One of the items in the firehouse that has a long history is the brass fire pole.  Tally-Ho is allegedly one of only two firehouses on Long Island that has a brass fire pole for the volunteers to slide down from the second floor meeting room to the apparatus floor below when an alarm sounds. 

1922 Model T In June 1980, company members found a rotting antique Model-T fire engine in upstate New York, which was originally built for the Upper Jay NY Fire Department and resembled closely Tally-Ho’s 1922 Model-T. The members bought it, brought it home, and restored it.   

The firehouse on Horton Avenue still stands today, with additions to the original structure, and new siding, new windows, and many roofs over the years.  The hall in Tally-Ho was the center of community activity back then and still is today.  Many residents and organizations have used the hall, which was also expanded for local and political activities, weddings, graduations, fundraisers, and other family gatherings and affairs.    

In Tally-Ho’s 100 year history, fourteen of its members served over 50 years as a Tally-Ho volunteer.  The longest serving member was Ex-Chief and Honorary Commissioner Dominick “Uncle Dom” DeCarlo, who at 86, sadly passed away in January, 2012. He had served 65 active years as a member of Tally-Ho.  He was also the Chairman of our 100th year celebration.    . 

Jeff WeinerSadly, we also must never forget two special Tally-Ho members who made the supreme sacrifice to this community and our country.  On May 31, 1932, Lieutenant Fred Schnoor died in the line of duty fighting a fire at a “store house” fire at 3 Maple Avenue, after being felled by heavy smoke.  More recently, Ex-Captain Jeffrey L. Wiener, who joined the military and became a Navy Corpsman after 9-11, was killed in action in Iraq on May 7, 2005.  Both members are remembered on Tally-Ho’s “Wall of Heroes.”  Fred and Jeff are honored at the New York State Firefighter’s Memorial in Albany.  Jeff is also honored at the Village of Lynbrook’s Doughboy Monument, while the US Navy named a training center after him, and the US Postal Service named the Lynbrook Post Office in his honor.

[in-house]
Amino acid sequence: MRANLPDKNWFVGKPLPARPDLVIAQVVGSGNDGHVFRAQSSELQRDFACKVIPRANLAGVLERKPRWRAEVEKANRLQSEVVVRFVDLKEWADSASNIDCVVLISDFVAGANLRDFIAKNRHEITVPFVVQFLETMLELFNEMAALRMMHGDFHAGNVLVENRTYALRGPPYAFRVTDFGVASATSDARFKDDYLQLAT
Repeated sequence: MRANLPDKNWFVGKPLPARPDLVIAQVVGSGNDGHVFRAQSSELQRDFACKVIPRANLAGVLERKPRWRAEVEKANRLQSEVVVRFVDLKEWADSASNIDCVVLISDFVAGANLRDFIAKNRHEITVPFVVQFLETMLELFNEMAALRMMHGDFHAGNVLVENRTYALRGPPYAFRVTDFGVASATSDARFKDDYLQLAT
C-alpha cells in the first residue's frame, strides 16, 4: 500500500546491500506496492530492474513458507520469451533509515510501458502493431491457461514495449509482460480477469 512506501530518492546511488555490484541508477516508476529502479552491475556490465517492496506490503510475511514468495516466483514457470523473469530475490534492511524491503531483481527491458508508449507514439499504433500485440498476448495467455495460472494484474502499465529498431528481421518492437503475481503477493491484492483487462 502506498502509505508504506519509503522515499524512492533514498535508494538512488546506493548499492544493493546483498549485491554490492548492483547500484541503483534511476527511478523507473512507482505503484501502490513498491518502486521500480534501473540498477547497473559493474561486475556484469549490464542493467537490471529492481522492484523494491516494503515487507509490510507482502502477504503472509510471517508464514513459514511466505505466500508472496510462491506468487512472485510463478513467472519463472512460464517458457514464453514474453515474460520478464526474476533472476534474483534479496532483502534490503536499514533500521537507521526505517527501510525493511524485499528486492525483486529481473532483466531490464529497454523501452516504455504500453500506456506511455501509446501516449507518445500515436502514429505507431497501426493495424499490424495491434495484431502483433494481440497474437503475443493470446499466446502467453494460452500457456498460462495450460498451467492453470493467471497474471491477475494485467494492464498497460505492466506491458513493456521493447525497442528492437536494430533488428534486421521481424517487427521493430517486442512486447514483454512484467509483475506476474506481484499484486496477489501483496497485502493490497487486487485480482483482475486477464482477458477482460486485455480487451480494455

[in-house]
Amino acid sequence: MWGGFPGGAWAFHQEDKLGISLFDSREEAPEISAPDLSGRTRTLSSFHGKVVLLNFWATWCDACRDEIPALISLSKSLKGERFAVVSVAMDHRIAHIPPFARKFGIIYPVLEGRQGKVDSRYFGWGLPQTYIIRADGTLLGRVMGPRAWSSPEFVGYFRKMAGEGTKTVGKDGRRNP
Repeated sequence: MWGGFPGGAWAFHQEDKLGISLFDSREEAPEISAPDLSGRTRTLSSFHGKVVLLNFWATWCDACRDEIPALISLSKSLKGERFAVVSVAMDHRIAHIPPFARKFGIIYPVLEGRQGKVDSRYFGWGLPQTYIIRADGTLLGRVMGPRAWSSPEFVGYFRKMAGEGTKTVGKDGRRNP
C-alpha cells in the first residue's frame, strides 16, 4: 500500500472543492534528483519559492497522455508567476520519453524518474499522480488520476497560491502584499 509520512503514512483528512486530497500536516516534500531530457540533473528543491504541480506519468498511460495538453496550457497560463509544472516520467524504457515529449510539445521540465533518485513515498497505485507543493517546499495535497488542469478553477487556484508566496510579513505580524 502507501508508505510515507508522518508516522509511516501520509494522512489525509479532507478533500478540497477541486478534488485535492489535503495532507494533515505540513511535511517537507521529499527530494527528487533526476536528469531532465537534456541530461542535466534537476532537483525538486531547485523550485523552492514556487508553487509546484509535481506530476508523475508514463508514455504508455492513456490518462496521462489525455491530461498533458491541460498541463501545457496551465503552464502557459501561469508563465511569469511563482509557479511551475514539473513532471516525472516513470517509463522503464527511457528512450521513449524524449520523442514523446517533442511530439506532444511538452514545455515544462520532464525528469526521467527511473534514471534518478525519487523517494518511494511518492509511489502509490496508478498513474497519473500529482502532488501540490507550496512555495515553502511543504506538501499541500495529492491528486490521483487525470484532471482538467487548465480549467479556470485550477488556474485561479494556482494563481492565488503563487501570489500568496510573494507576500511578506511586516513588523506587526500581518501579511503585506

Over the years, while new equipment has replaced the old, the company continues to attract young community-minded volunteers, as in 1911, who are dedicated to protect the lives and property of the residents of Lynbrook.  And as the members change, new faces replace long remembered ones, and sons have replaced fathers.  One thing which has always remained throughout Tally-Ho’s 100 year history has been the camaraderie and support each member gives to each other and the company.  For 100 years the member’s commitment and dedication to their fellow residents has been proven over and over.   

From Stagecoach to now, “Tally-Ho Will Shine Tonight,” and every night. 

Firehouse and Apparatus, 2012